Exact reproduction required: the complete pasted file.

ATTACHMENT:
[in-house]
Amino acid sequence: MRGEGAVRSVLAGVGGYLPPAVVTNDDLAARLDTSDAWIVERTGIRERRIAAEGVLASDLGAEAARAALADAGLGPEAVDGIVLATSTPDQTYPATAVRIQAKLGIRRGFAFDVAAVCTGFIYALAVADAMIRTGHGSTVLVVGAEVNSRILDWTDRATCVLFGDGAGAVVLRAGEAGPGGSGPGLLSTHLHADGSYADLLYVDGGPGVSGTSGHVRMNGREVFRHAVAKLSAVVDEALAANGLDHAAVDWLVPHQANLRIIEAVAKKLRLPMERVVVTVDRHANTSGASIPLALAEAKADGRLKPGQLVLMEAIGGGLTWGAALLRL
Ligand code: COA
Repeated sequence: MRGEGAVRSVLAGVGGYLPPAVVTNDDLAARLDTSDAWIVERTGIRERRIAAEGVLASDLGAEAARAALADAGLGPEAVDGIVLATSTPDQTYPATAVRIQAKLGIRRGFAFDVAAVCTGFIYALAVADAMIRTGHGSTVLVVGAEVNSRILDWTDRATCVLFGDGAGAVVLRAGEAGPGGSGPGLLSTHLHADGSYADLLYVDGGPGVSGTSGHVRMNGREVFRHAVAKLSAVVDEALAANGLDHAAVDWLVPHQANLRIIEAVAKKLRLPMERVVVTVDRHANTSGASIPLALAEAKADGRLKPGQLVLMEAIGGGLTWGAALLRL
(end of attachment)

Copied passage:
[in-house]
Amino acid sequence: MRGEGAVRSVLAGVGGYLPPAVVTNDDLAARLDTSDAWIVERTGIRERRIAAEGVLASDLGAEAARAALADAGLGPEAVDGIVLATSTPDQTYPATAVRIQAKLGIRRGFAFDVAAVCTGFIYALAVADAMIRTGHGSTVLVVGAEVNSRILDWTDRATCVLFGDGAGAVVLRAGEAGPGGSGPGLLSTHLHADGSYADLLYVDGGPGVSGTSGHVRMNGREVFRHAVAKLSAVVDEALAANGLDHAAVDWLVPHQANLRIIEAVAKKLRLPMERVVVTVDRHANTSGASIPLALAEAKADGRLKPGQLVLMEAIGGGLTWGAALLRL
Ligand code: COA
Repeated sequence: MRGEGAVRSVLAGVGGYLPPAVVTNDDLAARLDTSDAWIVERTGIRERRIAAEGVLASDLGAEAARAALADAGLGPEAVDGIVLATSTPDQTYPATAVRIQAKLGIRRGFAFDVAAVCTGFIYALAVADAMIRTGHGSTVLVVGAEVNSRILDWTDRATCVLFGDGAGAVVLRAGEAGPGGSGPGLLSTHLHADGSYADLLYVDGGPGVSGTSGHVRMNGREVFRHAVAKLSAVVDEALAANGLDHAAVDWLVPHQANLRIIEAVAKKLRLPMERVVVTVDRHANTSGASIPLALAEAKADGRLKPGQLVLMEAIGGGLTWGAALLRL